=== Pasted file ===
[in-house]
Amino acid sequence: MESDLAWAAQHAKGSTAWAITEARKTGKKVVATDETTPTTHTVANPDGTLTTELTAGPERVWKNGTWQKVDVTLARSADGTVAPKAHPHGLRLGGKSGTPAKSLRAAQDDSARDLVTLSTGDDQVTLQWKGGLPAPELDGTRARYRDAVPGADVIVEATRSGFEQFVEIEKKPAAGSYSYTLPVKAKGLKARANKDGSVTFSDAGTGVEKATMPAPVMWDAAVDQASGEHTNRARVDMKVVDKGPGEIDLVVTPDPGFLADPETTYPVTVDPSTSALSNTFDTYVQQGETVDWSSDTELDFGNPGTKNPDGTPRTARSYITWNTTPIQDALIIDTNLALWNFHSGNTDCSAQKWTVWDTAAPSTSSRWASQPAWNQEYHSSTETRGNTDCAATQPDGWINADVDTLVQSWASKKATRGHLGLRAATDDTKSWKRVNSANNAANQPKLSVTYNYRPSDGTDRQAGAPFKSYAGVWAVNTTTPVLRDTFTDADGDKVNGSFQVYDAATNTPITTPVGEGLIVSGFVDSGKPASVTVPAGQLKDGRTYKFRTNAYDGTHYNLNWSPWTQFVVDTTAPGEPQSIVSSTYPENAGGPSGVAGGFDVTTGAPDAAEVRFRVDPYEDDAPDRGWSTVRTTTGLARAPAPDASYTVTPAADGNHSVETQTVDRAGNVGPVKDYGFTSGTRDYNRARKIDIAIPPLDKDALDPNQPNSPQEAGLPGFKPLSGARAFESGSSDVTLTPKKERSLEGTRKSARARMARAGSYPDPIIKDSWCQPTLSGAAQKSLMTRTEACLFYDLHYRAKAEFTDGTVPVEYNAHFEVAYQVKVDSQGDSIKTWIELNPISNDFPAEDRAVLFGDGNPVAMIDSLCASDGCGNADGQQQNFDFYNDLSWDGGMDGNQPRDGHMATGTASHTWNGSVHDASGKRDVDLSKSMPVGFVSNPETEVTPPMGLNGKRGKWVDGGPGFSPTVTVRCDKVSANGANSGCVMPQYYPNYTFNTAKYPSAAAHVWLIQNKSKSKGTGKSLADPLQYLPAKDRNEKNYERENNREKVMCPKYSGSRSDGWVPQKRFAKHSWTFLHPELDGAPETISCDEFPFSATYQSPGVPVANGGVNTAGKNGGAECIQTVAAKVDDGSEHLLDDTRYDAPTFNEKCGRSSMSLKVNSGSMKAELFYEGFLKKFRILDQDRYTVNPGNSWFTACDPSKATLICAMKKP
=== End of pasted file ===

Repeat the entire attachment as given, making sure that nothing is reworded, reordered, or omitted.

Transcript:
[in-house]
Amino acid sequence: MESDLAWAAQHAKGSTAWAITEARKTGKKVVATDETTPTTHTVANPDGTLTTELTAGPERVWKNGTWQKVDVTLARSADGTVAPKAHPHGLRLGGKSGTPAKSLRAAQDDSARDLVTLSTGDDQVTLQWKGGLPAPELDGTRARYRDAVPGADVIVEATRSGFEQFVEIEKKPAAGSYSYTLPVKAKGLKARANKDGSVTFSDAGTGVEKATMPAPVMWDAAVDQASGEHTNRARVDMKVVDKGPGEIDLVVTPDPGFLADPETTYPVTVDPSTSALSNTFDTYVQQGETVDWSSDTELDFGNPGTKNPDGTPRTARSYITWNTTPIQDALIIDTNLALWNFHSGNTDCSAQKWTVWDTAAPSTSSRWASQPAWNQEYHSSTETRGNTDCAATQPDGWINADVDTLVQSWASKKATRGHLGLRAATDDTKSWKRVNSANNAANQPKLSVTYNYRPSDGTDRQAGAPFKSYAGVWAVNTTTPVLRDTFTDADGDKVNGSFQVYDAATNTPITTPVGEGLIVSGFVDSGKPASVTVPAGQLKDGRTYKFRTNAYDGTHYNLNWSPWTQFVVDTTAPGEPQSIVSSTYPENAGGPSGVAGGFDVTTGAPDAAEVRFRVDPYEDDAPDRGWSTVRTTTGLARAPAPDASYTVTPAADGNHSVETQTVDRAGNVGPVKDYGFTSGTRDYNRARKIDIAIPPLDKDALDPNQPNSPQEAGLPGFKPLSGARAFESGSSDVTLTPKKERSLEGTRKSARARMARAGSYPDPIIKDSWCQPTLSGAAQKSLMTRTEACLFYDLHYRAKAEFTDGTVPVEYNAHFEVAYQVKVDSQGDSIKTWIELNPISNDFPAEDRAVLFGDGNPVAMIDSLCASDGCGNADGQQQNFDFYNDLSWDGGMDGNQPRDGHMATGTASHTWNGSVHDASGKRDVDLSKSMPVGFVSNPETEVTPPMGLNGKRGKWVDGGPGFSPTVTVRCDKVSANGANSGCVMPQYYPNYTFNTAKYPSAAAHVWLIQNKSKSKGTGKSLADPLQYLPAKDRNEKNYERENNREKVMCPKYSGSRSDGWVPQKRFAKHSWTFLHPELDGAPETISCDEFPFSATYQSPGVPVANGGVNTAGKNGGAECIQTVAAKVDDGSEHLLDDTRYDAPTFNEKCGRSSMSLKVNSGSMKAELFYEGFLKKFRILDQDRYTVNPGNSWFTACDPSKATLICAMKKP